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Thread: in reception

  1. #1
    thomas615 is offline Member
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    in reception

    No. 1 is said to be correct. Why ?

    1) She has just arrived. She is in reception.

    2) She has just arrived. She is at reception.

  2. #2
    billmcd is offline Key Member
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    Re: in reception

    I don't consider either one to be correct. Who "said"?

  3. #3
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    Re: in reception

    Quote Originally Posted by billmcd View Post
    I don't consider either one to be correct. Who "said"?
    I, too, am interested in who said. However, I disagree with you on the first part of your response. In BrE, both sentences are possible.

  4. #4
    pandovic is offline Newbie
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    Re: in reception

    I'm not really sure why but reception is usually a place you're in. I think perhaps that places you're at tend to be more general rather than very specific places. You might be at school, at work, at home, at the doctor's. However, you'd be in the classroom, in the director's office, in the bedroom, in the doctor's surgery. You could be at the office or in the office depending on context . You would be at the desk in reception.

  5. #5
    billmcd is offline Key Member
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    Re: in reception

    Quote Originally Posted by 5jj View Post
    I, too, am interested in who said. However, I disagree with you on the first part of your response. In BrE, both sentences are possible.
    I should have been more specific in that I have never heard/read either one. Perhaps it is common only in BrE. Does "in reception" mean that a person is formally receiving another (other) person(s)?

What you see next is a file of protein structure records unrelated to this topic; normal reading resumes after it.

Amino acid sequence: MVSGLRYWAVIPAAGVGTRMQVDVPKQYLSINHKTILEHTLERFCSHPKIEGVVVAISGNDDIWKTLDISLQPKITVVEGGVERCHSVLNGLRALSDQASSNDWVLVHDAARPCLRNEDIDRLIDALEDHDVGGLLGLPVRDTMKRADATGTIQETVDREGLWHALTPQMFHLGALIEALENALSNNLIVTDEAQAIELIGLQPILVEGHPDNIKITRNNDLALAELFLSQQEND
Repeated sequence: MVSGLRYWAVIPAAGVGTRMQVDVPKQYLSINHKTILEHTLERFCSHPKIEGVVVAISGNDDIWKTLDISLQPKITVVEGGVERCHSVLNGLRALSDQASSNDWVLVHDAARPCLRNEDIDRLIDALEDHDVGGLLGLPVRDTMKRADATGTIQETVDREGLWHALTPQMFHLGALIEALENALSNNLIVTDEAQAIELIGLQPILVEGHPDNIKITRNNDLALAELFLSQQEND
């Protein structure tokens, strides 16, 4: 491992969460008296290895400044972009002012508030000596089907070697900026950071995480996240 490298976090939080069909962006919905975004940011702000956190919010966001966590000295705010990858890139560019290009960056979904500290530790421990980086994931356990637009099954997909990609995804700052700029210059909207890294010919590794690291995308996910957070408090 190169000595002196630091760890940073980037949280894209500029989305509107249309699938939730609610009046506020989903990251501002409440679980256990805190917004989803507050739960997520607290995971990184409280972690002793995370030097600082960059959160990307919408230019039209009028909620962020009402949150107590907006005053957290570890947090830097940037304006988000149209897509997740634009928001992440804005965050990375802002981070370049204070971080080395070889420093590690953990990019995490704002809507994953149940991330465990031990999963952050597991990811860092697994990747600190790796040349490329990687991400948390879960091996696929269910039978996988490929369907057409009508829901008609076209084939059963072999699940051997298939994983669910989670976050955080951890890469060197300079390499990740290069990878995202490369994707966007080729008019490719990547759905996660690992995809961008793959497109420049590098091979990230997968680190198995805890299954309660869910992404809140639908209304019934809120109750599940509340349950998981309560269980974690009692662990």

6. #6
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    Re: in reception

    Quote Originally Posted by billmcd View Post
    I should have been more specific in that I have never heard/read either one. Perhaps it is common only in BrE. Does "in reception" mean that a person is formally receiving another (other) person(s)?

    No.

    She has just arrived. She is in/at reception.

    I understood these to mean that she has just arrived at a hotel. She is in the reception area or at the reception desk. Both of them sound natural to me.

    ps. Your last post had me doubting myself, so I checked with COCA. There are several citations for both 'at' and 'in' that appear to fit in with my reading. Phew!
    Last edited by 5jj; 29-Apr-2012 at 19:29. Reason: ps added

  7. #7
    keen learner is offline Junior Member
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    Re: in reception

    Quote Originally Posted by thomas615 View Post
    No. 1 is said to be correct. Why ?

    1) She has just arrived. She is in reception.

    2) She has just arrived. She is at reception.
    Don't you require to put "the" before "reception"?

  8. #8
    bhaisahab's Avatar
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    Re: in reception

    Quote Originally Posted by keen learner View Post
    Don't you require to put "the" before "reception"?
    No, it's not necessary.

  9. #9
    billmcd is offline Key Member
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    Re: in reception

    Quote Originally Posted by 5jj View Post
    No.

    She has just arrived. She is in/at reception.

    I understood these to mean that she has just arrived at a hotel. She is in the reception area or at the reception desk. Both of them sound natural to me.

    ps. Your last post had me doubting myself, so I checked with COCA. There are several citations for both 'at' and 'in' that appear to fit in with my reading. Phew!
    OK, thanks. I think in the U.S. one would most often hear, "He's/She's at the reception desk".

  10. #10
    keen learner is offline Junior Member
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    Re: in reception

    Quote Originally Posted by bhaisahab View Post
    No, it's not necessary.
    Why isn't "the" necessary,please explain?

    Example We don't say: "She's in room/lobby." We say:"She's in the room/lobby." So does the same rule not apply for "reception"?
    "She is in the reception(area)." or Can we say:"She's in reception." and it would mean the same as "She's in the reception."?

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